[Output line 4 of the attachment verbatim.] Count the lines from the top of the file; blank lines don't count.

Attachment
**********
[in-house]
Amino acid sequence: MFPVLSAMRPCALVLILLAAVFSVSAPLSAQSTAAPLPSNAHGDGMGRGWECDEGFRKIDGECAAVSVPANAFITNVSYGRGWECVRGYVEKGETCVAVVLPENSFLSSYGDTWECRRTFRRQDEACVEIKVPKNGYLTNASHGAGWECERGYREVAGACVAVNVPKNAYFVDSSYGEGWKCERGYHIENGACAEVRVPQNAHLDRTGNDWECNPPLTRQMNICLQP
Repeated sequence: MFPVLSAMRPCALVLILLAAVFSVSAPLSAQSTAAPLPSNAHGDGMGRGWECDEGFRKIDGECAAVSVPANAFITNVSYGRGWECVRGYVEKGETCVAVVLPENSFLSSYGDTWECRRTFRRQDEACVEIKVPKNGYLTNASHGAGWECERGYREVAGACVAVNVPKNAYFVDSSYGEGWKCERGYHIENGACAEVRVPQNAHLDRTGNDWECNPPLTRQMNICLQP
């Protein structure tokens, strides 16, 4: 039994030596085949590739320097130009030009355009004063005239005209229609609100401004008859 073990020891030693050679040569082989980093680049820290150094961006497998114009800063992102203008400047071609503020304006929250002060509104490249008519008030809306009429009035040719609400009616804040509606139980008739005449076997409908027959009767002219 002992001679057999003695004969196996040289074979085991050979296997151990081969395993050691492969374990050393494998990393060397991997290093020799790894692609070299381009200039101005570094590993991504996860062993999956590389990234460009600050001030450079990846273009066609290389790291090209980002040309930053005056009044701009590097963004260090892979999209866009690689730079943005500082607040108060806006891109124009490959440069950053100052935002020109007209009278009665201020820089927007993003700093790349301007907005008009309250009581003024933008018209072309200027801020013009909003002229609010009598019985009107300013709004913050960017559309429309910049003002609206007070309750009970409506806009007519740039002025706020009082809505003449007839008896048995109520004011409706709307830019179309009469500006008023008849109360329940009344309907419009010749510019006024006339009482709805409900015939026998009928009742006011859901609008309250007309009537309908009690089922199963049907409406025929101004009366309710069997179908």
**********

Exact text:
């Protein structure tokens, strides 16, 4: 039994030596085949590739320097130009030009355009004063005239005209229609609100401004008859 073990020891030693050679040569082989980093680049820290150094961006497998114009800063992102203008400047071609503020304006929250002060509104490249008519008030809306009429009035040719609400009616804040509606139980008739005449076997409908027959009767002219 002992001679057999003695004969196996040289074979085991050979296997151990081969395993050691492969374990050393494998990393060397991997290093020799790894692609070299381009200039101005570094590993991504996860062993999956590389990234460009600050001030450079990846273009066609290389790291090209980002040309930053005056009044701009590097963004260090892979999209866009690689730079943005500082607040108060806006891109124009490959440069950053100052935002020109007209009278009665201020820089927007993003700093790349301007907005008009309250009581003024933008018209072309200027801020013009909003002229609010009598019985009107300013709004913050960017559309429309910049003002609206007070309750009970409506806009007519740039002025706020009082809505003449007839008896048995109520004011409706709307830019179309009469500006008023008849109360329940009344309907419009010749510019006024006339009482709805409900015939026998009928009742006011859901609008309250007309009537309908009690089922199963049907409406025929101004009366309710069997179908």